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Coding convention
Coding convention
Coding convention
Coding convention
Coding convention
Coding convention
Coding convention
Coding convention
Coding convention
Coding convention
Coding convention
Coding convention
Coding convention
Coding convention
Coding convention
Coding convention
Coding convention
Coding convention
Coding convention
Coding convention
Coding convention
Coding convention
Coding convention
Coding convention
Coding convention
Coding convention
Coding convention
Coding convention
Coding convention
Coding convention
Coding convention
Coding convention
Coding convention
Coding convention
Coding convention
Coding convention
Coding convention
Coding convention
Coding convention
Coding convention
Coding convention
Coding convention
Coding convention
Coding convention
Coding convention
Coding convention
Coding convention
Coding convention
Coding convention
Coding convention
Coding convention
Coding convention
Coding convention
Coding convention
Coding convention
Coding convention
Coding convention
Coding convention
Coding convention
Coding convention
Coding convention
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Coding convention

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  • 1. CodeQuality, Maintainability, Reusability, Debuggi ng, Testing Nguyen Trung Thanh LOGO 1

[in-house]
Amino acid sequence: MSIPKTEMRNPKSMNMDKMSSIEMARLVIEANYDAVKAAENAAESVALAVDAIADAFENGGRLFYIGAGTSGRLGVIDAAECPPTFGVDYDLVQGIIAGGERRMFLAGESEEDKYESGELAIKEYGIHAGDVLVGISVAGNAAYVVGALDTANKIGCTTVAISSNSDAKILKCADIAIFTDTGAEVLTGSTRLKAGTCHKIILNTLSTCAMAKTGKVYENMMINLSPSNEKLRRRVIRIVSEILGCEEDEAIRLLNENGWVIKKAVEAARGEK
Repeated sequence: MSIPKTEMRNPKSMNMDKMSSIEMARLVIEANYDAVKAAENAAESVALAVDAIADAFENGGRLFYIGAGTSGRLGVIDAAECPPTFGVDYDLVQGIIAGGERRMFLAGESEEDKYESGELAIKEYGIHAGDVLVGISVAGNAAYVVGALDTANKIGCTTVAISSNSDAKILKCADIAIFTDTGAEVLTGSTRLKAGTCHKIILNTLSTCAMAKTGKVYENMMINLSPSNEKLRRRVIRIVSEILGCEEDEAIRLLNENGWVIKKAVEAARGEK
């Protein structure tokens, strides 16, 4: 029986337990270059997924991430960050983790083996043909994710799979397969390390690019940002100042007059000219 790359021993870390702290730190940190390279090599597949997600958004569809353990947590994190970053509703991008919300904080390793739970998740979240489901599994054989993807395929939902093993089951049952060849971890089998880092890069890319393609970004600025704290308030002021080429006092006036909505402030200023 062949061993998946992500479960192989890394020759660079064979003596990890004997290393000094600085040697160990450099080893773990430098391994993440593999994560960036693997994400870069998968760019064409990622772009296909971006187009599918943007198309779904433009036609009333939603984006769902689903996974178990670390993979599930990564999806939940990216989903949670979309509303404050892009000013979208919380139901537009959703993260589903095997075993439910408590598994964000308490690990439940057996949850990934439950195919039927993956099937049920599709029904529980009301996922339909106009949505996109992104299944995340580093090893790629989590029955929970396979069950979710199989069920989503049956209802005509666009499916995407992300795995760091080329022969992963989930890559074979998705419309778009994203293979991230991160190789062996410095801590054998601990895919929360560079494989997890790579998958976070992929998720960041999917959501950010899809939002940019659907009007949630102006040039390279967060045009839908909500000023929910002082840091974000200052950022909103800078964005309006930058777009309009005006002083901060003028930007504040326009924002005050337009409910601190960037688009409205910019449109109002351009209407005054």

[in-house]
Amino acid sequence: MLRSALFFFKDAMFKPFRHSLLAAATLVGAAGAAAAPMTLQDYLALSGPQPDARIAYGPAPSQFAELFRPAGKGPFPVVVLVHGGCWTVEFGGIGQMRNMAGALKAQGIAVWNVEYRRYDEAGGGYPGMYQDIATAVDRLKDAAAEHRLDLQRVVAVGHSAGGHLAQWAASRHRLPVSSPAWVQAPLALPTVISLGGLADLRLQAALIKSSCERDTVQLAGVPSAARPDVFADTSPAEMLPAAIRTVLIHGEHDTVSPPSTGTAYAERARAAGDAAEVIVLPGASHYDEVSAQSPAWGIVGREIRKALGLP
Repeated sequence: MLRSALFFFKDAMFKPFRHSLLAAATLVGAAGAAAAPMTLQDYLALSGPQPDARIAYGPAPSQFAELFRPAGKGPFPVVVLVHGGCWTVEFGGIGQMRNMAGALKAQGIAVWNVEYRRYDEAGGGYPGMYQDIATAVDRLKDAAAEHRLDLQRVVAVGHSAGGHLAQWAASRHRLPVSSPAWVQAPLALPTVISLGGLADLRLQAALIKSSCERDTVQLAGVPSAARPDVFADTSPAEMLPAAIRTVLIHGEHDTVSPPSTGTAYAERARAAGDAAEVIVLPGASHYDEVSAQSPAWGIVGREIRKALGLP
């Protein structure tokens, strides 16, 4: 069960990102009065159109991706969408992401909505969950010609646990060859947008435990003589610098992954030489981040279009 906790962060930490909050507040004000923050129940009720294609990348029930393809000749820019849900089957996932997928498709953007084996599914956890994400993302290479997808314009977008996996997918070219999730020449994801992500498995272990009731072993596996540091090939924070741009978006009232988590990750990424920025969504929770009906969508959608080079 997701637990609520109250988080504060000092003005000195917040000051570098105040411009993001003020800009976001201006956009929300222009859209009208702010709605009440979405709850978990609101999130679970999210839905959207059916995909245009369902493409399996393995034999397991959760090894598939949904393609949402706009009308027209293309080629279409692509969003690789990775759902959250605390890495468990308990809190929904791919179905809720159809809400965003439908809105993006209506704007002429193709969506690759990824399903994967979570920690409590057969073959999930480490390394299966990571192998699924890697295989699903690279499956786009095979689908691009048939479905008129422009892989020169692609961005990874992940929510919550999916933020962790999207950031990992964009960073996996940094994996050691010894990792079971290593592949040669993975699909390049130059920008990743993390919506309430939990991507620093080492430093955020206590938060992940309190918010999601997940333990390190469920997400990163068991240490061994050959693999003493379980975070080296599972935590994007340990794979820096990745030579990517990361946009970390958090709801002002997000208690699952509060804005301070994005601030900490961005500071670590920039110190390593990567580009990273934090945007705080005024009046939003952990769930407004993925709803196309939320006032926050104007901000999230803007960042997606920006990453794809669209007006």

• 2. Outline Code Quality & Standards. Debugging, logging etc. Testing. 2
  • 3. Key Principles; Coding Understandability Coding Convention High cohesion Loose coupling Code Formatting Consistent Naming Information hiding Valuable Comments 3
  • 4. Code Standards Why? – Gives less defects. – Easier/cheaper maintenance. – Several people may work on and understand the same code. – Code to be read, not only written. Java coding standards: – The Elements of Java Style; Vermeulen et.al. SIGS Books. – http://java.sun.com/docs/codeconv/html/CodeConvTO C.doc.html. 4
  • 5. Code Standards General rules: – Simplicity – Build simple classes and methods. Keep it as simple as possible, but not simpler (Einstein). – Clarity – Ensure item has a clear purpose. Explain where, when, why, and how to use each. – Completeness – Create complete documentation; document all features and functionality. 5
  • 6. Code Standards General rules (continued): – Consistency – Similar entities should look and behave the same; dissimilar entities should look and behave differently. Create and apply standards whenever possible. – Robustness – Provide predictable documented behaviour in response to errors and exceptions. Do not hide errors and do not force clients to detect errors. 6
  • 7. Code Standards Do it right the first time ! Your professionalism is expressed by applying code standards ! Document any deviations! 7
  • 8. Formatting Is important for readability, not for the compiler. Use a common standard for code formatting. Do not alter the style of old code to fit new standards. 8
  • 9. Examples (1)class MyClass { void function (int arg) { if (arg < 0) { for (int index = 0; index <= arg; index++) { //… Some Action Code … } // end for } // end if } // end function} // end MyClass 9
  • 10. Examples (2) Include white space: – Bad: double length=Math.sqrt(x*x+y*y); – Better: double length = Math.sqrt(x * x + y * y); – Use blank lines to separate. – Do not use hard tabs. 10
  • 11. Naming Clear, unambiguous, readable, meaningful. Describe the purpose of the item: – Bad: X1, X2, mth, get, tmp, temp, result. – Give a descriptive name to temporary variables. But: scientific formulas may be better formulated with single characters/words representing symbols instead of descriptive names. 11